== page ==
Reports: Deutsche Telekom and Orange revive talks on EE sale or IPO

A flotation or possible sale could be back on the agenda for EE after reports said parent companies Deutsche Telekom and Orange have resumed talks about the future of their UK joint venture.

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Gervais Pellissier, Orange's deputy CEO

Quoting unnamed sources, Bloomberg said the UK operator could be valued at up to €15 billion ($19 billion), with an initial public offering (IPO) in 2015 seen as the most likely scenario. However, a sale of the company is also still one of the options under consideration, the report said.

Orange and Deutsche Telekom had put plans to float EE on hold in January following a strategic review of the UK business that concluded its financial performance was on track.

In June, however, Orange deputy CEO Gervais Pellissier--who assumed responsibility for the joint venture in September--said an IPO remained the preferred option for EE, and that the two parent companies would re-evaluate the pros and cons of such a move after the summer.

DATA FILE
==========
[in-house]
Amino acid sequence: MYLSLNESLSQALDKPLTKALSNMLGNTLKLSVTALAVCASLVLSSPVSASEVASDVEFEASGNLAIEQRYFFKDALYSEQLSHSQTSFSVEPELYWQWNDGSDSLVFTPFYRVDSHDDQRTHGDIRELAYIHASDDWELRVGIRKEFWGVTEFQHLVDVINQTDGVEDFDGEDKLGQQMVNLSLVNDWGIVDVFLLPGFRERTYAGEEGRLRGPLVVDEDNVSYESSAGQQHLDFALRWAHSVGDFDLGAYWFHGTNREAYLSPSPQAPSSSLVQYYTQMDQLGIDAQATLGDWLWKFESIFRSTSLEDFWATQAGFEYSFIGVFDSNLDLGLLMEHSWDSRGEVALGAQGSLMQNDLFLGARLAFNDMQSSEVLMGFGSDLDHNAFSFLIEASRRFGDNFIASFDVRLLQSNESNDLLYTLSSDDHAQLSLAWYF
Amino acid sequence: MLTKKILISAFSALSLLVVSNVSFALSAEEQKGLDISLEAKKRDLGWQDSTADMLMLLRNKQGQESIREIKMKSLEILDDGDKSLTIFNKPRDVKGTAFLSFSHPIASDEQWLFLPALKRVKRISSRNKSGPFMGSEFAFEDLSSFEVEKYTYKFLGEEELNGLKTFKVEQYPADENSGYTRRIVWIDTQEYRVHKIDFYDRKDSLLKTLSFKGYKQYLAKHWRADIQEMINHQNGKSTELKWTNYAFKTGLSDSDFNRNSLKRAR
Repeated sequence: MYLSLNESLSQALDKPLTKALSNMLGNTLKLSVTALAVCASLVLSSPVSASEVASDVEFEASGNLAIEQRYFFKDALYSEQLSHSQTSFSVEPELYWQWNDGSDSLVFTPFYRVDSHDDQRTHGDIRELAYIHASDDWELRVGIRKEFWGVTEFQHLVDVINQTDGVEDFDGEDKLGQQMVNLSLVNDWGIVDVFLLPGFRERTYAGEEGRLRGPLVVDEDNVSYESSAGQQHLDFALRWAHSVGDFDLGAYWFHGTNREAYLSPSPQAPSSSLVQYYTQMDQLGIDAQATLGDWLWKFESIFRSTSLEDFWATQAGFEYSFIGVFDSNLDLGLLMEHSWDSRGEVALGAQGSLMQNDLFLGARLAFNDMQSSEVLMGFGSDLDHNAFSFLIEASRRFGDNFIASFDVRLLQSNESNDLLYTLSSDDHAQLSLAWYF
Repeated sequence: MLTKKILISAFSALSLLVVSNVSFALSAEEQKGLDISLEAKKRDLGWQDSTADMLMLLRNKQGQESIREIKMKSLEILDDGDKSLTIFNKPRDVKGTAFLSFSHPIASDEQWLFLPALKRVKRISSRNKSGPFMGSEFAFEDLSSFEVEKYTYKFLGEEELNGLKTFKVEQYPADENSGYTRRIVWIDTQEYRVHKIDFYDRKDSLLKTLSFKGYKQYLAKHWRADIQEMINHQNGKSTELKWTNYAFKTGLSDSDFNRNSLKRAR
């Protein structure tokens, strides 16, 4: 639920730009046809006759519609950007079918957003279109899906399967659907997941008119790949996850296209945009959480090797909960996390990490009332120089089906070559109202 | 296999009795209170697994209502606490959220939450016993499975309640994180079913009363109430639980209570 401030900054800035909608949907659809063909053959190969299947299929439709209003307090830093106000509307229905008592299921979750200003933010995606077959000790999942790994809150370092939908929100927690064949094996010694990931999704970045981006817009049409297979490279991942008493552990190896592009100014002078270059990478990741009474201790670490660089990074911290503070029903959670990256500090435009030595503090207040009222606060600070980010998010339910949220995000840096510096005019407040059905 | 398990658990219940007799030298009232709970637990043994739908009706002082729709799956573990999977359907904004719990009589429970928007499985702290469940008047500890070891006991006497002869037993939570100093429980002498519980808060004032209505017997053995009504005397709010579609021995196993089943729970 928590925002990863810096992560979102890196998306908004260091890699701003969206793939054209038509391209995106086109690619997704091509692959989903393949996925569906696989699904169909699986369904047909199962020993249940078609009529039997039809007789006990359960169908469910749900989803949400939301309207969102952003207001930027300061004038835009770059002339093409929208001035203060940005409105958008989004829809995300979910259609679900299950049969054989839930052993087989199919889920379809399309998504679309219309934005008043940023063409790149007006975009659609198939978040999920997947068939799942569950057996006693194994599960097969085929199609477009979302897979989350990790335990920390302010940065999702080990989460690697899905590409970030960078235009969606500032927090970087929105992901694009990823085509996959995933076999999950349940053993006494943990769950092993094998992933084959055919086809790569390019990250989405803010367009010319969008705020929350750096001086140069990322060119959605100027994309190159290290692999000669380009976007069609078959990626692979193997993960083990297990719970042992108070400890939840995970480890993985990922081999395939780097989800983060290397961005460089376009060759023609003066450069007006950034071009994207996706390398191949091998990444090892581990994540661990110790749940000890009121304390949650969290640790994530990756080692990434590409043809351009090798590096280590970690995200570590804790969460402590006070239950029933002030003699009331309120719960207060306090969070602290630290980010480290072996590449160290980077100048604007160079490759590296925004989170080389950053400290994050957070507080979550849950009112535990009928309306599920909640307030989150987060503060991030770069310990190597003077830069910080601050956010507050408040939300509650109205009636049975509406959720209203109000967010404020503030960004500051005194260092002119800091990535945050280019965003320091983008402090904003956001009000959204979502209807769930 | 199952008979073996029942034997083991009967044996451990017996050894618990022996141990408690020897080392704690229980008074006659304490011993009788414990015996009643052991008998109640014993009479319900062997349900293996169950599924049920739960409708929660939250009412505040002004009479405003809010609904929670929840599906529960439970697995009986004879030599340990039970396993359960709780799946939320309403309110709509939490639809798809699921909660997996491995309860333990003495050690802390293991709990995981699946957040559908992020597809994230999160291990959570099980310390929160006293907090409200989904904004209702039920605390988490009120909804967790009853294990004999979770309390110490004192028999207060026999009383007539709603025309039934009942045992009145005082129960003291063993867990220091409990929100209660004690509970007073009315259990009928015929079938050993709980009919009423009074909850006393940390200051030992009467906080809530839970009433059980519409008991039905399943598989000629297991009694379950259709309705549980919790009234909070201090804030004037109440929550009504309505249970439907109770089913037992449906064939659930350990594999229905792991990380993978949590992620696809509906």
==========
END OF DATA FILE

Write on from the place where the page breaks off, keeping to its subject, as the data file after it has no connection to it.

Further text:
Pellissier also noted that any plans for EE would change if UK rivals started selling bundled services comprising internet, TV, and voice; if this did happen, EE would have to do the same, he said.

Since then, the operator has signalled plans to launch a new home TV service--EE TV--in the autumn. This in turn could move the operator further towards a full-scale "quadruple-play" strategy, involving the sale of mobile plans combined with fixed voice, broadband and TV services.

Although rivals such as Vodafone UK, O2 UK and Three UK are not yet pursuing this strategy in the consumer market, BT's plans to enter the consumer mobile market will throw up new challenges in the multi-service arena.

Since it first launched its LTE services in the UK, EE has been a formidable competitor to UK operators, and has also since swallowed up the former Orange UK and T-Mobile UK brands.

The company doubled its LTE subscriber base to 4.2 million in the first half of 2014, and in July said it remains on track to meet its target of 6 million LTE subscribers by the end of the year.

Nonetheless, despite this strong LTE growth the company's operating revenue growth remained fairly muted in the first half. Turnover was down 3 per cent compared to the previous year, reaching £3.1 billion (€3.9 billion/$5.2 billion). Operating revenue declined by 1.3 per cent to £2.99 billion.

For more:
- see this Bloomberg article
- see this Telegraph article

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